Coca-Cola takes big step into coffee with $5.1 billion Costa deal

Coca-Co has agreed to buy the world's second largest Costa from Britain's for $5.1 billion including debt, opening a new front in its push into healthier markets.

The two said on Friday that Coke, one of the biggest soft drinks groups in the world, would buy Costa's almost 4,000 outlets across markets such as Britain, and after Whitbread's board unanimously backed the deal.

Whitbread shares jumped 19 per cent in early trading, with dealers saying the purchase price was more than 700 million pounds ($911 million) higher than expected.

The purchase of the biggest behind adds to Coca-Cola's drive to diversify away from fizzy drinks and expand its options for increasingly health-conscious consumers after countries started introducing sugar taxes.

"Hot beverages is one of the few segments of the total where Coca-does not have a global brand," Coca-said. "Costa gives us access to this market with a strong coffee platform."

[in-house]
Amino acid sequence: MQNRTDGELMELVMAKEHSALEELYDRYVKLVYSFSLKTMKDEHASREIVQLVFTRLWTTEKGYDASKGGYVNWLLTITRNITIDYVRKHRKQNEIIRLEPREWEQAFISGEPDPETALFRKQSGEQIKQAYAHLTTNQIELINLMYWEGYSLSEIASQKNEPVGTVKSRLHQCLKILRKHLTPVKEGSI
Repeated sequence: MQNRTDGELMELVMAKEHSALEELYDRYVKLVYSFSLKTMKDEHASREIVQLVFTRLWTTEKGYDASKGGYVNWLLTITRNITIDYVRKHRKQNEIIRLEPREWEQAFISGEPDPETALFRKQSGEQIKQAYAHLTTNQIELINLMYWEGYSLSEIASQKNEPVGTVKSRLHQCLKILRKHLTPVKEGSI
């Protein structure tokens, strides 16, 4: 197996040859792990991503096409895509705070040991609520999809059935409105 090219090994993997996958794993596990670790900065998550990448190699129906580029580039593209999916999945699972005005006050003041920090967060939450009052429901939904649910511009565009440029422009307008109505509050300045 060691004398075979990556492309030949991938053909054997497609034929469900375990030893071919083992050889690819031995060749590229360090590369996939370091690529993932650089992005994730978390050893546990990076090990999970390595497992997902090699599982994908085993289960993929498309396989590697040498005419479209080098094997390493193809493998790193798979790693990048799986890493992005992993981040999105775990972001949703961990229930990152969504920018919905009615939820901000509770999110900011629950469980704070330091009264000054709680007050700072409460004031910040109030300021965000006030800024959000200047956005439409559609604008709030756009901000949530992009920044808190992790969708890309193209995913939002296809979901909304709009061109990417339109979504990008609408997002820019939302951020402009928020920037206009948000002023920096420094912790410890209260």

Established in 1742 as a brewer, Whitbread had been in the process of demerging Costa from its after it came under pressure from hedge funds. The deal marks the latest transformation of a group that has held assets across the leisure, and drink </a>sectors.

Whitbread acquired Costa in 1995 for 19 million pounds when it had only 39 shops. It is now present on most British high streets, with 2,422 outlets across the country and a further 1,399 in international markets, operated as franchises, joint ventures and wholesale outlets.

It has recently expanded into after growth in Britain became harder to find in a market bursting with chains such as Starbucks, and thousands of independent outlets.

Whitbread said it would cut debt and contribute to its pension fund with proceeds from the deal and further expand its in Britain and

"The announcement today represents a substantial premium to the value that would have been created through the demerger of the business and we expect to return a significant majority of net proceeds to shareholders", Alison Britain said.

Rothschild advised Coke on the deal.

 

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